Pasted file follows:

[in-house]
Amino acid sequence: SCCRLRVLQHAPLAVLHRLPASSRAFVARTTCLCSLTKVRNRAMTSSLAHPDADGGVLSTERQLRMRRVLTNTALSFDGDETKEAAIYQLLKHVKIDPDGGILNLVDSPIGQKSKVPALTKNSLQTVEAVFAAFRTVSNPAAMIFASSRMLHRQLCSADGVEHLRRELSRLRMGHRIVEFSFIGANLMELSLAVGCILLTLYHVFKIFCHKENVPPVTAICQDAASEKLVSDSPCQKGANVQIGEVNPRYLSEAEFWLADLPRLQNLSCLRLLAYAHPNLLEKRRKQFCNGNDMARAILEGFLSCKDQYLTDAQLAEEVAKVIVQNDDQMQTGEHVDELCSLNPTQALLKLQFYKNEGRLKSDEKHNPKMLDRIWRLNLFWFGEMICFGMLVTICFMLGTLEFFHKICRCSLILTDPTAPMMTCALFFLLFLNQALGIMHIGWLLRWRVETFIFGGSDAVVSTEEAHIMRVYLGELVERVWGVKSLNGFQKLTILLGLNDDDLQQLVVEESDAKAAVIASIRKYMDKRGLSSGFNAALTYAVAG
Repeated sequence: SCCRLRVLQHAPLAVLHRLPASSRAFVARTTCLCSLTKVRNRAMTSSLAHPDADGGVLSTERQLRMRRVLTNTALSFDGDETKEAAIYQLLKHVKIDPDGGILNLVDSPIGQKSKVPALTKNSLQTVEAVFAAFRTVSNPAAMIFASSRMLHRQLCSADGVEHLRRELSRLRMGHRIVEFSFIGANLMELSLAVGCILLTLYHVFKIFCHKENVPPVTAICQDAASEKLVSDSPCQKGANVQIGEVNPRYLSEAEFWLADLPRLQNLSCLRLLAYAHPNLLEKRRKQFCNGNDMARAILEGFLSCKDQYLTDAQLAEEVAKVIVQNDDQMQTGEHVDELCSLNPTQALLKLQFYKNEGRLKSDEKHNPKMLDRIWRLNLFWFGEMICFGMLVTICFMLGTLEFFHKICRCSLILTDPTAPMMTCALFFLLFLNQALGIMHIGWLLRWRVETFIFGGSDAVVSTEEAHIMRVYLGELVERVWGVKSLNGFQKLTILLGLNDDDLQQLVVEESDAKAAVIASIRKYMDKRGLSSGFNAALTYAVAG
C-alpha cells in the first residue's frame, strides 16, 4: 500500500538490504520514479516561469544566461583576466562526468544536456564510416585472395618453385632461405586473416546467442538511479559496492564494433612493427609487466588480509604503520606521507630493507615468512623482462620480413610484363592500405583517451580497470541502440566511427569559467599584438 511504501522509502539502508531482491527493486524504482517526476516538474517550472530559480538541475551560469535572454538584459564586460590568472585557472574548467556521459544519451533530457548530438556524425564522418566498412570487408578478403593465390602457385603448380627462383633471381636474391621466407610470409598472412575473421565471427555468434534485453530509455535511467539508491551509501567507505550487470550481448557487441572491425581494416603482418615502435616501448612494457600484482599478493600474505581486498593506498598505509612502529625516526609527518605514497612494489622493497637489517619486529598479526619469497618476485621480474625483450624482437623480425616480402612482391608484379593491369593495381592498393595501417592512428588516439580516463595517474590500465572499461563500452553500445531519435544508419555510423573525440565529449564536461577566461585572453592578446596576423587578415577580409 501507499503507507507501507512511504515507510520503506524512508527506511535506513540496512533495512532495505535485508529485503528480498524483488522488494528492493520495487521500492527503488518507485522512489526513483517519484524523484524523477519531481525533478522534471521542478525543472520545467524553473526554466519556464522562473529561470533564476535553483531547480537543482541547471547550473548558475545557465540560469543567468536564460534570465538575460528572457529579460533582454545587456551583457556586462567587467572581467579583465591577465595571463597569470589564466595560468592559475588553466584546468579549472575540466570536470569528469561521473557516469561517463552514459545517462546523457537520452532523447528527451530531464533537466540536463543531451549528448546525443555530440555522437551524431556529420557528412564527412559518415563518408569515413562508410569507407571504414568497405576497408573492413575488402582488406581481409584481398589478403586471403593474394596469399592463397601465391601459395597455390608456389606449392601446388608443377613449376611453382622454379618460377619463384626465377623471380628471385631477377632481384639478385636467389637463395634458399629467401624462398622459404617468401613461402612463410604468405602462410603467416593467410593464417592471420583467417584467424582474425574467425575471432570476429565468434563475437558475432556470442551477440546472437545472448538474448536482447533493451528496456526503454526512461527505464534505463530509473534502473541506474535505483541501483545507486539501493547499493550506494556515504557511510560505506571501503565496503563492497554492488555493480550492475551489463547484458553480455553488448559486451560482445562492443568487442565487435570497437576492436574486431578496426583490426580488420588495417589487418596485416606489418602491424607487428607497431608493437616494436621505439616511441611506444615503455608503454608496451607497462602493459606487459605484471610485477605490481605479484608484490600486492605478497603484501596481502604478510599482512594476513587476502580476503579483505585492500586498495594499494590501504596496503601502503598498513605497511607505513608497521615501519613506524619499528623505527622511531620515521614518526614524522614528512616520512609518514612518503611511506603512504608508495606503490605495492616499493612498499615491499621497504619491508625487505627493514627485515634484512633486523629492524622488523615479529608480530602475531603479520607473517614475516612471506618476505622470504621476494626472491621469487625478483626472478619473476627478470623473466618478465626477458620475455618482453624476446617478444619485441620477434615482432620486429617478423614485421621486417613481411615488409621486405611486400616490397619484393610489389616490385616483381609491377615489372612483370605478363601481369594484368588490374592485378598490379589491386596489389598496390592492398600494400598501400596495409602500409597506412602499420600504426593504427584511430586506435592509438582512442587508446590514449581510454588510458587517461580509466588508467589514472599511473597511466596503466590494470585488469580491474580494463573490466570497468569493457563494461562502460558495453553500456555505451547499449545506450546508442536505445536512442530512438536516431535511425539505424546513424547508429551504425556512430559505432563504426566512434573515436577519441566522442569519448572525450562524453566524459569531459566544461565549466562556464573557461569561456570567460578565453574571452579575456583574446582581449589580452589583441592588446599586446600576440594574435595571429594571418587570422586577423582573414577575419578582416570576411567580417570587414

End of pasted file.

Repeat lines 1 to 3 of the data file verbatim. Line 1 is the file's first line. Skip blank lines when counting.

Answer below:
[in-house]
Amino acid sequence: SCCRLRVLQHAPLAVLHRLPASSRAFVARTTCLCSLTKVRNRAMTSSLAHPDADGGVLSTERQLRMRRVLTNTALSFDGDETKEAAIYQLLKHVKIDPDGGILNLVDSPIGQKSKVPALTKNSLQTVEAVFAAFRTVSNPAAMIFASSRMLHRQLCSADGVEHLRRELSRLRMGHRIVEFSFIGANLMELSLAVGCILLTLYHVFKIFCHKENVPPVTAICQDAASEKLVSDSPCQKGANVQIGEVNPRYLSEAEFWLADLPRLQNLSCLRLLAYAHPNLLEKRRKQFCNGNDMARAILEGFLSCKDQYLTDAQLAEEVAKVIVQNDDQMQTGEHVDELCSLNPTQALLKLQFYKNEGRLKSDEKHNPKMLDRIWRLNLFWFGEMICFGMLVTICFMLGTLEFFHKICRCSLILTDPTAPMMTCALFFLLFLNQALGIMHIGWLLRWRVETFIFGGSDAVVSTEEAHIMRVYLGELVERVWGVKSLNGFQKLTILLGLNDDDLQQLVVEESDAKAAVIASIRKYMDKRGLSSGFNAALTYAVAG
Repeated sequence: SCCRLRVLQHAPLAVLHRLPASSRAFVARTTCLCSLTKVRNRAMTSSLAHPDADGGVLSTERQLRMRRVLTNTALSFDGDETKEAAIYQLLKHVKIDPDGGILNLVDSPIGQKSKVPALTKNSLQTVEAVFAAFRTVSNPAAMIFASSRMLHRQLCSADGVEHLRRELSRLRMGHRIVEFSFIGANLMELSLAVGCILLTLYHVFKIFCHKENVPPVTAICQDAASEKLVSDSPCQKGANVQIGEVNPRYLSEAEFWLADLPRLQNLSCLRLLAYAHPNLLEKRRKQFCNGNDMARAILEGFLSCKDQYLTDAQLAEEVAKVIVQNDDQMQTGEHVDELCSLNPTQALLKLQFYKNEGRLKSDEKHNPKMLDRIWRLNLFWFGEMICFGMLVTICFMLGTLEFFHKICRCSLILTDPTAPMMTCALFFLLFLNQALGIMHIGWLLRWRVETFIFGGSDAVVSTEEAHIMRVYLGELVERVWGVKSLNGFQKLTILLGLNDDDLQQLVVEESDAKAAVIASIRKYMDKRGLSSGFNAALTYAVAG